by Jason Williscroft
Here’s an exercise: my train pulls into Milwaukee in 15 minutes. Let’s see if I can describe what I do in that time.
If you’re a financial institution (or any other massive consumer of data), you probably get your data from more than one source. And the odds are high that the incoming data is…
- Dirty: important elements are often either missing or just flat-out wrong.
- Twisted: structurally, the incoming data just doesn’t fit your internal data model.
- Cryptic: of the dozen different methods your sources use to represent a country, a currency, or an asset class, none of them matches the way you do it internally.
- Inconsistent: even when two of your sources do both provide a given data element, they often disagree on its actual value.
Clearly data in this state is not up to the task of, say, supporting trading operations. Or a medical diagnosis. So what to do?
The Enterprise Data Management systems we build consume that data and run it through the following stages:
- Loading. Data arrives in a text file, or a spreadsheet, or a message, and winds up in a database table. If the incoming data is irretrievably broken–an empty file, say–we throw exceptions that human beings can parse, prioritize, and resolve.
- Data Typing. The source promised you a date but the value they delivered is actually somebody’s dog’s name. We inspect the incoming data, catch such errors before they can derail the process, and throw more exceptions.
- Alignment. We resolve all the different naming standards for country, currency, asset class, etc., with the organization’s internal standards, so apples can be compared to apples. And throw more exceptions.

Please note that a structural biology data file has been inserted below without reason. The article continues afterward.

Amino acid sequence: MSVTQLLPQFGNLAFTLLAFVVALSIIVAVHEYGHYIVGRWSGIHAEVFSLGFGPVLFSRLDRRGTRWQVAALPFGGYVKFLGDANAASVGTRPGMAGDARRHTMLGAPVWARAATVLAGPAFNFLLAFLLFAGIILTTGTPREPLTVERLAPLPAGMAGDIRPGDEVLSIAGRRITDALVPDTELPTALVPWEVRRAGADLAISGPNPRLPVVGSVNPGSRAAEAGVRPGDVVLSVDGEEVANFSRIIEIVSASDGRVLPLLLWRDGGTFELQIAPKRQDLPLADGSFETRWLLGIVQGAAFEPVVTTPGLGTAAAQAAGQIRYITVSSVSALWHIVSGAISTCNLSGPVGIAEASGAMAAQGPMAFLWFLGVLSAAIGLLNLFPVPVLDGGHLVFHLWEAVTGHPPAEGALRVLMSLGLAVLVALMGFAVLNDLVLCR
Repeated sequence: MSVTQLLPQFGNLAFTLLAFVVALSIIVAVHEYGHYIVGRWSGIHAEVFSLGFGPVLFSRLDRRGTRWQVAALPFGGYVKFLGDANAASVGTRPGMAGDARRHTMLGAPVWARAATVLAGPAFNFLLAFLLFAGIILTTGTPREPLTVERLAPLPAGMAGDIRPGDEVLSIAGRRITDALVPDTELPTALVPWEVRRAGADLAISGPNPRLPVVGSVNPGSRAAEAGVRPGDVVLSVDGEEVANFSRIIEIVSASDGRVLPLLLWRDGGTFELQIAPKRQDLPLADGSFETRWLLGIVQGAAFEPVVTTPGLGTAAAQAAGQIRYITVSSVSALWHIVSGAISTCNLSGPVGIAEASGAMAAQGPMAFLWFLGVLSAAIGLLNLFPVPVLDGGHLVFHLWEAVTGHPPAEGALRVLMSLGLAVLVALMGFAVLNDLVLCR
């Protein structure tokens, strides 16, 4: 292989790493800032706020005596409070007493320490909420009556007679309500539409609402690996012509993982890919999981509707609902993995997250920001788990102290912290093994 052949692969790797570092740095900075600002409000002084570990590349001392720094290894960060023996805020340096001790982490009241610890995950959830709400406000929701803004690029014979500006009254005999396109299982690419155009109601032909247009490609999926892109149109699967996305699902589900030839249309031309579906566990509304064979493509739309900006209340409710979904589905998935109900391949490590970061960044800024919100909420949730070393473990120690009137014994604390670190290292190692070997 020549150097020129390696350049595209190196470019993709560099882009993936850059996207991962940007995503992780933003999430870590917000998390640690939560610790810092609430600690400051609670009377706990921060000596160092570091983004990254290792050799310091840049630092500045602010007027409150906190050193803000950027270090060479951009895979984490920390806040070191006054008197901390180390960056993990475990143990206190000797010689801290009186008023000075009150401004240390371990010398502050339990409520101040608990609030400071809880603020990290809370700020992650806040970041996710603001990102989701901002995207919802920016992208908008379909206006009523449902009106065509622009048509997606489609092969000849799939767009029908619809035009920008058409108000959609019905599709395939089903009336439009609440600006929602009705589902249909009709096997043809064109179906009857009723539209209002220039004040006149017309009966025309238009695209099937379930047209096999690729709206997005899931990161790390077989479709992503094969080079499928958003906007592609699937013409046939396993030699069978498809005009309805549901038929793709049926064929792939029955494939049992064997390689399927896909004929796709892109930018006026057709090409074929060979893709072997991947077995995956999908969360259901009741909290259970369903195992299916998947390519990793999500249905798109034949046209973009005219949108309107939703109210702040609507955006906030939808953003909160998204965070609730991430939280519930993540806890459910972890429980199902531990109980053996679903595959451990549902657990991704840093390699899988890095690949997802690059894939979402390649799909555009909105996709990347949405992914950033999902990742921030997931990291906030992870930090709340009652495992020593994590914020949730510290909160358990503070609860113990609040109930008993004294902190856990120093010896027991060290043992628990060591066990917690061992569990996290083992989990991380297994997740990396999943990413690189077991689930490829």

- Matching. We identify which rows from a given source–say, the one that describes Apple common stock–line up with corresponding rows from a different source. Then we can inspect data elements across sources and throw exceptions when their disagreements are significant.
- Mastering. The heart of the process. We apply the client’s business logic to cherry-pick data values from the various sources in order to populate their master data model while maximizing data quality… and then throw exceptions when the mastered data still misses the quality mark (or just doesn’t fit).
- Output. At the end of the day, the whole point is to feed better data to the target systems that need to consume it: order management systems, accounting systems, etc. So we transform our mastered data into a form each target system can handle, throw exceptions when that transformation fails, and send the result out the door.
That–and the user interfaces that expose the process both to the humans responsible for it, and to their internal clients–is the data pipeline. There’s also a reference infrastructure: all the machinery and user interfaces used to manage the alignment of data; the configuration of business logic; and the definition, management, and resolution of exceptions generated by the data pipeline.
And at the end of the pipeline? Clean, consistent, available data, coupled with data quality metrics that unambiguously indicate whether you can trade or diagnose with confidence and, if not, whynot, and what it will take to get there.
What I’ve just described is an Enterprise Data Management system, and is best summarized as a wholesale replacement of the living center of an organization’s system diagram. If all that sounds like the kind of transformative, long-term, high-risk, fishbowl-visibility project that stands to make or break virtually every career it touches… well, you’re right.
End of the line!